A new study has found that the PJM Interconnection LLC system could not only handle a dramatic increase in generation from wind and solar with sufficient reserves and a transmission build-out, but would also glean a number of benefits from having a greener grid.
However, a report on the study’s findings notes that increased penetration of solar and wind generation could reduce net revenues for conventional generation resources, and it recommended that PJM study the matter further.
Even at 30% penetration of wind and solar generation by 2026, the PJM system should be able to handle the additional renewable integration with sufficient regulation reserves of up to an additional 1,500 MW and a transmission build-out of up to $13.7 billion in costs, according to the report. To put that in context, the PJM board in December 2013 approved $4.6 billion in transmission projects.
The PJM study comes as a number of U.S. regions are grappling with how to ensure grid reliability as variable energy resources continue to connect to the grid, including at the residential level, and power plants announce they will retire in the face of environmental requirements and challenges competing with other resources in the PJM forward capacity market.
Past reports have also suggested that PJM would benefit from increased penetration of renewable resources. A study performed by Synapse Energy Economics and released by Americans for a Clean Energy Grid in May 2013 found that even if more than double the amount of currently expected wind power is installed, the costs of integrating those projects in the region would be “more than” offset by production efficiency gains.
Regarding the recent PJM study, the Regional Transmission Organization (RTO) “has long held that ISOs and RTOs are better able to integrate variable energy resources because of their organized markets and regional infrastructure planning processes,” according to a March 3 summary of the report’s findings. The study also found that PJM’s large geographic footprint “provides significant benefit for integrating wind and solar generation because it greatly reduces the magnitude of variability-related challenges,” the summary says.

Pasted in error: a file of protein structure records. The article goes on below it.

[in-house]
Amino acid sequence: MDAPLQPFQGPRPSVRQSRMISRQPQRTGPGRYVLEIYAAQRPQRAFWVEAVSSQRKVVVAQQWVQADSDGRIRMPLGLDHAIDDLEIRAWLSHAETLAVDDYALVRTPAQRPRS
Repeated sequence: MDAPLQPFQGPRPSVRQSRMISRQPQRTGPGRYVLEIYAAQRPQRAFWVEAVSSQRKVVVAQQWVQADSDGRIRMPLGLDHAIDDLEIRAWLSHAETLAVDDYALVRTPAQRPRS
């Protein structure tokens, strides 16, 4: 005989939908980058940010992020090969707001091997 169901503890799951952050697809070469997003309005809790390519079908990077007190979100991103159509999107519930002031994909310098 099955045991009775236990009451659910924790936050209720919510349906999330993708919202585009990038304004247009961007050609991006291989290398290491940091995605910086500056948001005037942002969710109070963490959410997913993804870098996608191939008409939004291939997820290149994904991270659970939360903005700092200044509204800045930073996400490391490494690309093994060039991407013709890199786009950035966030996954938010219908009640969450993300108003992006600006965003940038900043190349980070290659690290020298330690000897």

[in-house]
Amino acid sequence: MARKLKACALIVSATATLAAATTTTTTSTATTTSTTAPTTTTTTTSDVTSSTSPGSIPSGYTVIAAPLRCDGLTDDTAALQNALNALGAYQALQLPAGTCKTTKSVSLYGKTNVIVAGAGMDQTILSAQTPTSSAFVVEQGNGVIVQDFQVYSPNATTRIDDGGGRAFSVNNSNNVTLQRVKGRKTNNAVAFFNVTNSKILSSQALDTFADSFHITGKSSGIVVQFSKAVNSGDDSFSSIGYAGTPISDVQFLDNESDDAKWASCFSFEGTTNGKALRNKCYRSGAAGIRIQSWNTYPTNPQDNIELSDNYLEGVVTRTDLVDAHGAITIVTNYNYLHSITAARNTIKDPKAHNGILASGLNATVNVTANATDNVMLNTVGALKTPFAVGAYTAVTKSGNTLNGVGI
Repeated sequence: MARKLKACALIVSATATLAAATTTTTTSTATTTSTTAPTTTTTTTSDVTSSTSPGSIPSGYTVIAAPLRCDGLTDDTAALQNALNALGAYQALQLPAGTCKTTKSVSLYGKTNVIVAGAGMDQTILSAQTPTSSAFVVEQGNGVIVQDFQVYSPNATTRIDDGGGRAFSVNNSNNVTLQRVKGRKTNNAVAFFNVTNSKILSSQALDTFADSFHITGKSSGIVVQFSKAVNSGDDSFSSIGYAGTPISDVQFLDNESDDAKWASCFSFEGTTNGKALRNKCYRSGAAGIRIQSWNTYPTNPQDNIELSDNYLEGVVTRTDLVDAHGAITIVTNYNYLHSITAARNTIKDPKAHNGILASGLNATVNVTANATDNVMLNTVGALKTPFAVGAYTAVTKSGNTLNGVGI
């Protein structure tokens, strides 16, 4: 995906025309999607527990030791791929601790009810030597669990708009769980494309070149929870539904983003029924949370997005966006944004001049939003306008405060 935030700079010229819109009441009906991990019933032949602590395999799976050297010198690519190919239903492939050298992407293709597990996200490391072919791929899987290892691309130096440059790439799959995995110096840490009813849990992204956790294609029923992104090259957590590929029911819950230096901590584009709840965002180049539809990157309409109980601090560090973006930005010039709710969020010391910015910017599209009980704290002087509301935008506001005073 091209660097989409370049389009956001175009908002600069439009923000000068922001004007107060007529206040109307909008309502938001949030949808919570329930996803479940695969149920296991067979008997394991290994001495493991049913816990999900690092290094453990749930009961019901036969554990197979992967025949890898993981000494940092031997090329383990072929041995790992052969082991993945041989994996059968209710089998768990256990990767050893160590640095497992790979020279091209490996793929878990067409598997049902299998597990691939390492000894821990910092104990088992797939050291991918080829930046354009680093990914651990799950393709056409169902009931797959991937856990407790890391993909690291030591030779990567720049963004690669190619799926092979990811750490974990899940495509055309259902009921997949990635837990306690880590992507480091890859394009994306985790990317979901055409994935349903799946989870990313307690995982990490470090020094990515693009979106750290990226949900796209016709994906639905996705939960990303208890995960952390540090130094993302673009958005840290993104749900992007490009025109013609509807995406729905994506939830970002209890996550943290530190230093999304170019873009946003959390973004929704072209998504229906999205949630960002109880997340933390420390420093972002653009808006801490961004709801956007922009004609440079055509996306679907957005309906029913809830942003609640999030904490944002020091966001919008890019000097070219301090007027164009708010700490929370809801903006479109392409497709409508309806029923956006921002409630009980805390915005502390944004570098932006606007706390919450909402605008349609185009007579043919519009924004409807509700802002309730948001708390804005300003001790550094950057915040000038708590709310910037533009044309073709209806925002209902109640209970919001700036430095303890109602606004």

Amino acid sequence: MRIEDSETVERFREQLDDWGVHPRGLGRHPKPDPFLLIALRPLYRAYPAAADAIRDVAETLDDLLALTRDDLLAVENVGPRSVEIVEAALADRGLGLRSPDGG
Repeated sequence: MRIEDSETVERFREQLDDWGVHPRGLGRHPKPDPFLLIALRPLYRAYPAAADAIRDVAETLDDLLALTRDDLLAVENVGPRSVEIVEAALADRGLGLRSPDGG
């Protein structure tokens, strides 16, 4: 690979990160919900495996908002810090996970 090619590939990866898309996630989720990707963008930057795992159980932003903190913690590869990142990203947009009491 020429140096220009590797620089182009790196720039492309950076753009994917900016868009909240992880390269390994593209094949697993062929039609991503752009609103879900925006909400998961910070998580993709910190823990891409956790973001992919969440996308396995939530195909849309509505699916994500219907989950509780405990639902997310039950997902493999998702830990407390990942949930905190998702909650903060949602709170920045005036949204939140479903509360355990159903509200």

Some of the major impacts of more renewable energy on the PJM grid include lower use of coal and combined-cycle gas turbine generation, lower emissions of criteria pollutants and greenhouse gases, minimal renewable energy curtailment, reduced system wide production costs, and lower average locational marginal prices, or LMPs, and zonal prices.
However, the lower LMPs, when combined with the reduced capacity factors, resulted in lower gross and net revenues for the conventional generation resources, the report says. The report continues to say that, “the renewable generation increased the amount of cycling (start up, shut down and ramping) on the existing fleet of generators, which will result in increased [variable operation and maintenance] costs on these units.” However, the report concluded those increased costs were relatively small compared to the value of the fuel displacement, it said.
Although the values varied based on total penetration and the type of renewable generation added, on average, 36% of the delivered renewable energy displaced PJM coal-fired generation, 39% displaced PJM gas-fired generation, and the rest displaced PJM imports or increased exports, the report says.
Additional regulation services would be needed to compensate for the increase in generation from renewable resources. The 30% scenarios, which added more than 100,000 MW of renewable capacity, required an annual average of only 1,000 MW to 1,500 MW of additional regulation, compared to the roughly 1,200 MW of regulation modeled for load alone, the report says. No additional spinning reserves were required.